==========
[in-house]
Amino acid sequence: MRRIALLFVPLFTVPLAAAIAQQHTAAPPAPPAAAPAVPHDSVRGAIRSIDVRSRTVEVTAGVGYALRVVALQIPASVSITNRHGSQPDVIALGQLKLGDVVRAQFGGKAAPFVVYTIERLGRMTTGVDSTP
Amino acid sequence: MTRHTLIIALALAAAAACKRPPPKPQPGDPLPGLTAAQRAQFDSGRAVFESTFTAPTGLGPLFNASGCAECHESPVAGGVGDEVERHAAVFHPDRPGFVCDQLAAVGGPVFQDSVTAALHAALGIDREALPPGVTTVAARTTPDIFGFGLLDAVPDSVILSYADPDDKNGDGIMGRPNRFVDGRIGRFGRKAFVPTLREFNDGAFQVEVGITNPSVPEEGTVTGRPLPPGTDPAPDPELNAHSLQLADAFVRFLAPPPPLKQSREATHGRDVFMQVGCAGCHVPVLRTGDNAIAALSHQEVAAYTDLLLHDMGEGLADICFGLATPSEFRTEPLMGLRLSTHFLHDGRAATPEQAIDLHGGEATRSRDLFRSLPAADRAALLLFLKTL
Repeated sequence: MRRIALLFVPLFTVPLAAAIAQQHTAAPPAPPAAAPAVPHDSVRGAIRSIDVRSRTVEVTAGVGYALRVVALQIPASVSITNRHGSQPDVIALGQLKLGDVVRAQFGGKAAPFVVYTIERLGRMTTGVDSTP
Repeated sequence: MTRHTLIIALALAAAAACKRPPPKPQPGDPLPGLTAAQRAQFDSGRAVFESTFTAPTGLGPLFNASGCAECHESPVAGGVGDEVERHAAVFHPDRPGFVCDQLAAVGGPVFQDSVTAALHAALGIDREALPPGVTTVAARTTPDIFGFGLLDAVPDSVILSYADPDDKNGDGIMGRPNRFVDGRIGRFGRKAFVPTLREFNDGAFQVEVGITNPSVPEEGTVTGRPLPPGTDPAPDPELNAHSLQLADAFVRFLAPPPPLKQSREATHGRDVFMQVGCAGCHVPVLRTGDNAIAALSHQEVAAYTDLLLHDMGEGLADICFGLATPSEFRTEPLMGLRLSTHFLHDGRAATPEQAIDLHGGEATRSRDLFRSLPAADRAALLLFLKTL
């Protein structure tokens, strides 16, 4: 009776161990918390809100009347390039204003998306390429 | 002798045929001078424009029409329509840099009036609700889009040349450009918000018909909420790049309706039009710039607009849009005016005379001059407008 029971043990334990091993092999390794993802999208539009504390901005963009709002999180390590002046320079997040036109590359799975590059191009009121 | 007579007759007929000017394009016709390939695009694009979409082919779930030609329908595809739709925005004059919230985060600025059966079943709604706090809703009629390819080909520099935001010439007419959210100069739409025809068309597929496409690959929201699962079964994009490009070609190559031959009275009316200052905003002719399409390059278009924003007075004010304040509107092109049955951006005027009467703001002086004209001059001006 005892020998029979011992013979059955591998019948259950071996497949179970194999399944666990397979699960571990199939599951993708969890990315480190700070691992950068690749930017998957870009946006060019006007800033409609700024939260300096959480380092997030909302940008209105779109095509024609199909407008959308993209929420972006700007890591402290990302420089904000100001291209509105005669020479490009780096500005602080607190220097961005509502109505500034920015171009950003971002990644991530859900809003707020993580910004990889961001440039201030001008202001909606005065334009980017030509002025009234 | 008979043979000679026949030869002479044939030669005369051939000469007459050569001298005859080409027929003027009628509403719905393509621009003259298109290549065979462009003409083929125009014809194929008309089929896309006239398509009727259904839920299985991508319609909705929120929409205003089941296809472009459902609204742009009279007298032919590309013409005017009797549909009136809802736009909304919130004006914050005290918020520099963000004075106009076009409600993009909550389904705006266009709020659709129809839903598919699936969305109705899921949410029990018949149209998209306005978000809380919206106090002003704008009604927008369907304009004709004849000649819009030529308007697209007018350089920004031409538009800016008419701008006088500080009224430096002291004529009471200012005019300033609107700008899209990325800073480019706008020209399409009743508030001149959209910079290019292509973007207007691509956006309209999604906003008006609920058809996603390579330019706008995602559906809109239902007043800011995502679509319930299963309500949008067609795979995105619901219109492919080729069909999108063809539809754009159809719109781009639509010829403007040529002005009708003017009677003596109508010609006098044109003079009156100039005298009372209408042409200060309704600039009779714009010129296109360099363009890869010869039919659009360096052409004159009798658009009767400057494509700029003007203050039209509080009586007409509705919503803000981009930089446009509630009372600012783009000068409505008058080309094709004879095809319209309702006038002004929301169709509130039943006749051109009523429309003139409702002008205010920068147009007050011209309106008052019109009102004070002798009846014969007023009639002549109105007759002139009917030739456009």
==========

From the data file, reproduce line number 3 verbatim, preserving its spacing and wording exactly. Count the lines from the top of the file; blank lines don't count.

Amino acid sequence: MTRHTLIIALALAAAAACKRPPPKPQPGDPLPGLTAAQRAQFDSGRAVFESTFTAPTGLGPLFNASGCAECHESPVAGGVGDEVERHAAVFHPDRPGFVCDQLAAVGGPVFQDSVTAALHAALGIDREALPPGVTTVAARTTPDIFGFGLLDAVPDSVILSYADPDDKNGDGIMGRPNRFVDGRIGRFGRKAFVPTLREFNDGAFQVEVGITNPSVPEEGTVTGRPLPPGTDPAPDPELNAHSLQLADAFVRFLAPPPPLKQSREATHGRDVFMQVGCAGCHVPVLRTGDNAIAALSHQEVAAYTDLLLHDMGEGLADICFGLATPSEFRTEPLMGLRLSTHFLHDGRAATPEQAIDLHGGEATRSRDLFRSLPAADRAALLLFLKTL